Movement Continues in the Foreign Exchange Market 

There has been movement in the foreign exchange markets due to the reopening of economies and political action within and between governments. Many countries are showing signs of stability and strength, while other economies continue to struggle. Below are AIRINC’s summaries of the rate changes above 3.5% taken from our review last week.

For up-to-date figures, please reach out to your client engagement representative or click here to reach our inquiries team now.

As vaccination plans begin to rollout, countries that prepared and took precautions have begun to open their economies to trade and tourism, such as Paraguay and Seychelles. Other nations with political instability or lack of infrastructure, have had much difficulty distributing vaccines and are still experiencing the full effects of the COVID19 pandemic.


Currencies Losing Value against the USD:

RUB – Russian Ruble

In mid-March Russia was threatened with US sanctions that will target individuals responsible for human rights violations in the Chechnya region. This caused an immediate reaction to the ruble and it started to depreciate.

HTG – Haitian Gourde

Protests are widespread throughout Haiti to remove President Jovenel Moise from power. He is blamed for the rise in inflation and the depreciation of the gourde. Gang violence and kidnappings are common and make it difficult for the country to distribute aid for the pandemic. The depreciation of the gourde is expected to continue without intervention from the Bank of the Republic of Haiti.

TRY – Turkish Lira

The Turkish lira continued to fall after the firing of Central Bank Governor Naci Agbal in late March, which raised concerns of capital controls and higher inflation. The fear of President Erdogan implementing unorthodox policies has impacted the credibility and confidence in the Central Bank’s ability to stabilize the lira.

VES – Venezuelan Bolivar

The Venezuelan bolivar continues to depreciate due to increased dollarization, lack of financial management, and the political environment. Obstacles slowing the nation’s recovery include sanctions, limited access to external financing, and the delay of implementing a massive vaccination.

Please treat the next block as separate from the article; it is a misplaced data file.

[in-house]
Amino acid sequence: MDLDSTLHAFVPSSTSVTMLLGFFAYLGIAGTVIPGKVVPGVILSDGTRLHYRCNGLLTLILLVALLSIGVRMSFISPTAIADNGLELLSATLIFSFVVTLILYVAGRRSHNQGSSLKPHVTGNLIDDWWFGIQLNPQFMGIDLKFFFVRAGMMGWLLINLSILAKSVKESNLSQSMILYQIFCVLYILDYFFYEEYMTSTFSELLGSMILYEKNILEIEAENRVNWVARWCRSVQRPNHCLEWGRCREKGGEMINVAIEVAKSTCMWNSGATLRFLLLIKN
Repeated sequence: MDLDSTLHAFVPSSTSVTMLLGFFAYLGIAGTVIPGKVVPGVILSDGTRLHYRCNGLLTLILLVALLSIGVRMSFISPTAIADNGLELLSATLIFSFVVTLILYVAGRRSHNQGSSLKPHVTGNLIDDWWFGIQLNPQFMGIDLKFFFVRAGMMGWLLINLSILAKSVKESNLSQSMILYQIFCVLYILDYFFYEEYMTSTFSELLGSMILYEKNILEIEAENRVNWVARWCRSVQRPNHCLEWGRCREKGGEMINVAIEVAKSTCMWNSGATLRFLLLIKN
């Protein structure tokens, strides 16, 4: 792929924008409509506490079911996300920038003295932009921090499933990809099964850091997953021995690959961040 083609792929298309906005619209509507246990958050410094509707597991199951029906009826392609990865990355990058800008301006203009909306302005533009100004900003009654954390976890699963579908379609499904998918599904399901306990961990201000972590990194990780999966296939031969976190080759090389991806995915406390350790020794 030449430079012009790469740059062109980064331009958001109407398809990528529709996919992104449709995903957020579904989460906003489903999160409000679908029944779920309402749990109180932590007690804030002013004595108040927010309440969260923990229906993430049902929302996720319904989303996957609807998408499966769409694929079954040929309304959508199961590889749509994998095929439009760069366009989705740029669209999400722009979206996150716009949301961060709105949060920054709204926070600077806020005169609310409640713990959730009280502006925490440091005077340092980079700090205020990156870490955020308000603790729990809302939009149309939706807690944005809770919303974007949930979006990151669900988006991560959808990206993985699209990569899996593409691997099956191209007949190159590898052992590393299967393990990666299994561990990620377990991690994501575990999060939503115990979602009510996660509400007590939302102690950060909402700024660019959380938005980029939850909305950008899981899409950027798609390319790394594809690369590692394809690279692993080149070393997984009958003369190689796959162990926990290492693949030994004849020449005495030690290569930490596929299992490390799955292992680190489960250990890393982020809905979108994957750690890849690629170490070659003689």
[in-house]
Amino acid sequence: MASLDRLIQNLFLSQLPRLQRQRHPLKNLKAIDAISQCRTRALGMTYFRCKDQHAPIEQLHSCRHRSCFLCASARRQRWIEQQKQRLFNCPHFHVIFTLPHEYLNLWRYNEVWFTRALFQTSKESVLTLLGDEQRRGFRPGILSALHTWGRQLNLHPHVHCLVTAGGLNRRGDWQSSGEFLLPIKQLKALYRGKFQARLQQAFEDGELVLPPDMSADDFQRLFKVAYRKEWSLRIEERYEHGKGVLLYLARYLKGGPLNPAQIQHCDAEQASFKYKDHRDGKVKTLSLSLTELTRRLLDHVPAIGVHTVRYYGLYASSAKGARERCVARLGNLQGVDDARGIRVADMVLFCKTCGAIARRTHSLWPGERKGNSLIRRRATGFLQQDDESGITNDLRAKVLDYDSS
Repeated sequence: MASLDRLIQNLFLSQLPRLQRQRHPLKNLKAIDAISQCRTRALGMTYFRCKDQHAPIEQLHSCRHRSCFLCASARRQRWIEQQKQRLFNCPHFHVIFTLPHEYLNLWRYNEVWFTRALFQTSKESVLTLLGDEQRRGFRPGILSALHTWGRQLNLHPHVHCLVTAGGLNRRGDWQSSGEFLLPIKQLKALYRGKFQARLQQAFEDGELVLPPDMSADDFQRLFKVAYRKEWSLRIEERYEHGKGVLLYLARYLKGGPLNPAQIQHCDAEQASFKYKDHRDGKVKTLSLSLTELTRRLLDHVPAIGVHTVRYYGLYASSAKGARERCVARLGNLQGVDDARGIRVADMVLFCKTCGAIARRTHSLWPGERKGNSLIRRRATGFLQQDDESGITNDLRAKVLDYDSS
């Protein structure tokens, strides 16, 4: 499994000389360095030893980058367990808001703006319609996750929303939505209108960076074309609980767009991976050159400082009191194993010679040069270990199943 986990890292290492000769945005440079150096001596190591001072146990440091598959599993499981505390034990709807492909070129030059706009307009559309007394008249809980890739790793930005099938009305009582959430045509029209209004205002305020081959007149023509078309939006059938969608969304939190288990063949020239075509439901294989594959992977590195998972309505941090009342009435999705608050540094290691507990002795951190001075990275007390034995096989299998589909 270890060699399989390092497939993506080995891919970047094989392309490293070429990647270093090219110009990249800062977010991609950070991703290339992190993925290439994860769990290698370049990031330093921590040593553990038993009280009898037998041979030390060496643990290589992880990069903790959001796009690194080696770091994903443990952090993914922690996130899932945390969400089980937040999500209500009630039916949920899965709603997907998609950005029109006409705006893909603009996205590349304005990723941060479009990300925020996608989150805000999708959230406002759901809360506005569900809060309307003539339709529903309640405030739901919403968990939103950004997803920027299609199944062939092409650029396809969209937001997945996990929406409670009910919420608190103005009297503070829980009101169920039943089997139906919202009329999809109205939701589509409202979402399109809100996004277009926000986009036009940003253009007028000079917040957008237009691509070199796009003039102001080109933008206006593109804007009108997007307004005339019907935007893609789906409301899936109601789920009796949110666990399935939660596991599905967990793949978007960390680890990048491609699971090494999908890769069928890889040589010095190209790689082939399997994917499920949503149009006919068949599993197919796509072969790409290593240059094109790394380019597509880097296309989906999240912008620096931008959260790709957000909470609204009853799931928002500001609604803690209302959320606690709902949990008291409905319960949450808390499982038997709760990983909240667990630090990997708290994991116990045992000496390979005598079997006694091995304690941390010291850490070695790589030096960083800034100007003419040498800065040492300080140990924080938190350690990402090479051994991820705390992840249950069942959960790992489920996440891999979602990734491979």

Currencies Gaining Value against the USD:

SCR – Seychelles Rupee

The Seychelles rupee strengthened against the US dollar, resulting in low demand for hard currencies as individuals and businesses anticipate buying cheaper USD in the future. However, the Seychelles has a floating exchange market, which is expected to self-adjust. The Central Bank of Seychelles (CBS) is aiming to combat the surplus of hard currency and began directing banks and exchange houses to adjust prices as incentive. The country also witnessed improvement in the tourism sector, which was gravely affected by the pandemic, and is hugely important to the Seychelles’ economy.

MZN – Mozambican Metical

The Mozambican metical appreciated due to excess dollar liquidity in the market and ramped-up production in Mozambique’s aggregate mining industry. These gains occurred despite a negative review from the IMF and the most recent incidents of violence in the northern part of the country.

PYG – Paraguayan Guarani

The Paraguayan guarani continued to appreciate against the USD during 2021 after Paraguay slowly reopened its economy and decreased restrictions. The Central Bank of Paraguay sold vast amounts of US dollars to the foreign exchange market, which primarily caused the appreciation of the guarani according to analysts from Itaú bank. It is expected that greater demand for soybeans and derivative exports will increase foreign currency in Paraguay in the coming months.

ZAR, NAD, LSL, and SZL—South African Rand, Namib Dollar, Lesotho Loti, Swaziland Lilangeni

The ZAR and its pegged currencies appreciated due to profit-taking in developed markets and anticipation of the ZAR as economies recover from the COVID-19 pandemic. Investors are optimistic about the ZAR after the South African Reserve Bank upgraded its inflation and growth outlook. USD and yield declines and an increase in China’s Q1 data (South Africa’s largest trade partner) also supported emerging market currencies and contributed to the rand’s continuing appreciation.

How can you stay up-to-date on currency changes? 

For up-to-date figures, please reach out to your client engagement representative or click here to reach our inquiries team now 

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